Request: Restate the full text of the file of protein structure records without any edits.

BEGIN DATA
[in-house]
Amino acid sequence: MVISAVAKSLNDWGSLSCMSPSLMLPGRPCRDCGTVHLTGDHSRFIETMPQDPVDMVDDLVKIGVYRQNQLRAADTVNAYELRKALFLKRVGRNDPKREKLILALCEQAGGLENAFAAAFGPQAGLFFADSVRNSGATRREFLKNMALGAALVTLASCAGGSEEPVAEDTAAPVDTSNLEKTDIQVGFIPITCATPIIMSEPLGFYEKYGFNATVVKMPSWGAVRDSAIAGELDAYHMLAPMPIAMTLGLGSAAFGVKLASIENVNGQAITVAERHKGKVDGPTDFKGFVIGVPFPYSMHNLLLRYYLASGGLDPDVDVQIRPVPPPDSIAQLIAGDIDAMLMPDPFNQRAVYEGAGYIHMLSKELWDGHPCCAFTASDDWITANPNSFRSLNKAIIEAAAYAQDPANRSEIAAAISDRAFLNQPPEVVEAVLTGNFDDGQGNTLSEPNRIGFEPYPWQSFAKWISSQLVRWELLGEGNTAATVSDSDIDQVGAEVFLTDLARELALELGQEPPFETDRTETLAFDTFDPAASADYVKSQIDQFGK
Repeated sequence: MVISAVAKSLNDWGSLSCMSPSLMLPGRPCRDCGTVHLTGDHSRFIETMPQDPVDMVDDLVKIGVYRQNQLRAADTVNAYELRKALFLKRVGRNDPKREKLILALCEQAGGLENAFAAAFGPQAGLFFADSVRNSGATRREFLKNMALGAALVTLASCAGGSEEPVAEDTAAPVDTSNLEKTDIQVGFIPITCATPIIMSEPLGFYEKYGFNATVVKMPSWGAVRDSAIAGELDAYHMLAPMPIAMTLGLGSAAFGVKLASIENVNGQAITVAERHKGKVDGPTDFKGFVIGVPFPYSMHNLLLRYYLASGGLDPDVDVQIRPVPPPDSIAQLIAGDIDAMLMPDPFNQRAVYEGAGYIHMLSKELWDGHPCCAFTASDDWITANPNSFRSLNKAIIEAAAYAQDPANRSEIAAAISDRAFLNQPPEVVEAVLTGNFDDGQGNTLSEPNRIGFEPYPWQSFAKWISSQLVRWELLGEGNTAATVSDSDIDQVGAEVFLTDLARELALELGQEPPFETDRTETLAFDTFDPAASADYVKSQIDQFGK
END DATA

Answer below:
[in-house]
Amino acid sequence: MVISAVAKSLNDWGSLSCMSPSLMLPGRPCRDCGTVHLTGDHSRFIETMPQDPVDMVDDLVKIGVYRQNQLRAADTVNAYELRKALFLKRVGRNDPKREKLILALCEQAGGLENAFAAAFGPQAGLFFADSVRNSGATRREFLKNMALGAALVTLASCAGGSEEPVAEDTAAPVDTSNLEKTDIQVGFIPITCATPIIMSEPLGFYEKYGFNATVVKMPSWGAVRDSAIAGELDAYHMLAPMPIAMTLGLGSAAFGVKLASIENVNGQAITVAERHKGKVDGPTDFKGFVIGVPFPYSMHNLLLRYYLASGGLDPDVDVQIRPVPPPDSIAQLIAGDIDAMLMPDPFNQRAVYEGAGYIHMLSKELWDGHPCCAFTASDDWITANPNSFRSLNKAIIEAAAYAQDPANRSEIAAAISDRAFLNQPPEVVEAVLTGNFDDGQGNTLSEPNRIGFEPYPWQSFAKWISSQLVRWELLGEGNTAATVSDSDIDQVGAEVFLTDLARELALELGQEPPFETDRTETLAFDTFDPAASADYVKSQIDQFGK
Repeated sequence: MVISAVAKSLNDWGSLSCMSPSLMLPGRPCRDCGTVHLTGDHSRFIETMPQDPVDMVDDLVKIGVYRQNQLRAADTVNAYELRKALFLKRVGRNDPKREKLILALCEQAGGLENAFAAAFGPQAGLFFADSVRNSGATRREFLKNMALGAALVTLASCAGGSEEPVAEDTAAPVDTSNLEKTDIQVGFIPITCATPIIMSEPLGFYEKYGFNATVVKMPSWGAVRDSAIAGELDAYHMLAPMPIAMTLGLGSAAFGVKLASIENVNGQAITVAERHKGKVDGPTDFKGFVIGVPFPYSMHNLLLRYYLASGGLDPDVDVQIRPVPPPDSIAQLIAGDIDAMLMPDPFNQRAVYEGAGYIHMLSKELWDGHPCCAFTASDDWITANPNSFRSLNKAIIEAAAYAQDPANRSEIAAAISDRAFLNQPPEVVEAVLTGNFDDGQGNTLSEPNRIGFEPYPWQSFAKWISSQLVRWELLGEGNTAATVSDSDIDQVGAEVFLTDLARELALELGQEPPFETDRTETLAFDTFDPAASADYVKSQIDQFGK